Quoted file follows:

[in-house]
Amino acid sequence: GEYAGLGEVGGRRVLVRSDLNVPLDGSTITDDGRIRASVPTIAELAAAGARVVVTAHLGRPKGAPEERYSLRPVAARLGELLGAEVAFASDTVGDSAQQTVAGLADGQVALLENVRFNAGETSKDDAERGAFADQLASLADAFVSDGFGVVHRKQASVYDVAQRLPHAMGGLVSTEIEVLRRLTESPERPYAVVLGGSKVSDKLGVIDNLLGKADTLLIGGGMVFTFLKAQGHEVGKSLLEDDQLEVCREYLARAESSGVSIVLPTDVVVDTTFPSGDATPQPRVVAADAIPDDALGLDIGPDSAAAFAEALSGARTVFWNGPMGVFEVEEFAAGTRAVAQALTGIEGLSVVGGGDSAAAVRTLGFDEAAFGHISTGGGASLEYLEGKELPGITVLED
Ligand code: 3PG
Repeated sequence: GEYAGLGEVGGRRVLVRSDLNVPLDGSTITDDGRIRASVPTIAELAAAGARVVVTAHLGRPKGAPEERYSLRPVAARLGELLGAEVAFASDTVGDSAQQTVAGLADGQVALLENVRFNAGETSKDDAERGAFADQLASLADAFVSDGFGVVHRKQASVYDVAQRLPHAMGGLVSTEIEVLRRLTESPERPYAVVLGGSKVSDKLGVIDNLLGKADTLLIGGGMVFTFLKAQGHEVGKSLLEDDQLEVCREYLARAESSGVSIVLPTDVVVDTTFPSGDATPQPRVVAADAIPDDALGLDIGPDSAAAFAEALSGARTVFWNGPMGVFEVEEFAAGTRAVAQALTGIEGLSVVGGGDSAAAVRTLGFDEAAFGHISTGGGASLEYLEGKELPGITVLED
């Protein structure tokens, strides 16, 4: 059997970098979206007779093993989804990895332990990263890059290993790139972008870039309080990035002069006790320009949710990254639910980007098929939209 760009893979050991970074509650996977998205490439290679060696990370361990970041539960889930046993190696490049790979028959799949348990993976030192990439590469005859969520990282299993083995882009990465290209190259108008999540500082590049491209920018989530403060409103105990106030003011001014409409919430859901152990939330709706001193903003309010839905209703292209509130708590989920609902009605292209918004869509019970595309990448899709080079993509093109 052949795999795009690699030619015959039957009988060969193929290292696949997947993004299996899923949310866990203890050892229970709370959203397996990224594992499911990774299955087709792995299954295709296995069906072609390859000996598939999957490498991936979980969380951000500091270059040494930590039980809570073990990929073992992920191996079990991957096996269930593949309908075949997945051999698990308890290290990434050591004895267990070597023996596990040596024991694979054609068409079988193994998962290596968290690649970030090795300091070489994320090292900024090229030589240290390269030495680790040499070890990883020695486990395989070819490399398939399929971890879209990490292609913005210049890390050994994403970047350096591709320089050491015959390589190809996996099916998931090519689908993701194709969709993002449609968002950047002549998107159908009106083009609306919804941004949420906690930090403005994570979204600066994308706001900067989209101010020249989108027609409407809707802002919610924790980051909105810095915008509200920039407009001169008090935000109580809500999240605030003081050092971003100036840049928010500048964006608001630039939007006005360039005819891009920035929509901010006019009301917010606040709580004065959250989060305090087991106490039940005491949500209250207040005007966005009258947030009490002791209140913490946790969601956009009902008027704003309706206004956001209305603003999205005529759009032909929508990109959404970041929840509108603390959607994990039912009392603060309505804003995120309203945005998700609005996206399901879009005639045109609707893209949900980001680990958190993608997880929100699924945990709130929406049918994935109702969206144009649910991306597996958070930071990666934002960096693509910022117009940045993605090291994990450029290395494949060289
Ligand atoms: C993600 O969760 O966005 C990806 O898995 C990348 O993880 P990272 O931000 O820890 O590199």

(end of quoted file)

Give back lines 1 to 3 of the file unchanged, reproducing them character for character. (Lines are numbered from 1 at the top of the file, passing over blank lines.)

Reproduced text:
[in-house]
Amino acid sequence: GEYAGLGEVGGRRVLVRSDLNVPLDGSTITDDGRIRASVPTIAELAAAGARVVVTAHLGRPKGAPEERYSLRPVAARLGELLGAEVAFASDTVGDSAQQTVAGLADGQVALLENVRFNAGETSKDDAERGAFADQLASLADAFVSDGFGVVHRKQASVYDVAQRLPHAMGGLVSTEIEVLRRLTESPERPYAVVLGGSKVSDKLGVIDNLLGKADTLLIGGGMVFTFLKAQGHEVGKSLLEDDQLEVCREYLARAESSGVSIVLPTDVVVDTTFPSGDATPQPRVVAADAIPDDALGLDIGPDSAAAFAEALSGARTVFWNGPMGVFEVEEFAAGTRAVAQALTGIEGLSVVGGGDSAAAVRTLGFDEAAFGHISTGGGASLEYLEGKELPGITVLED
Ligand code: 3PG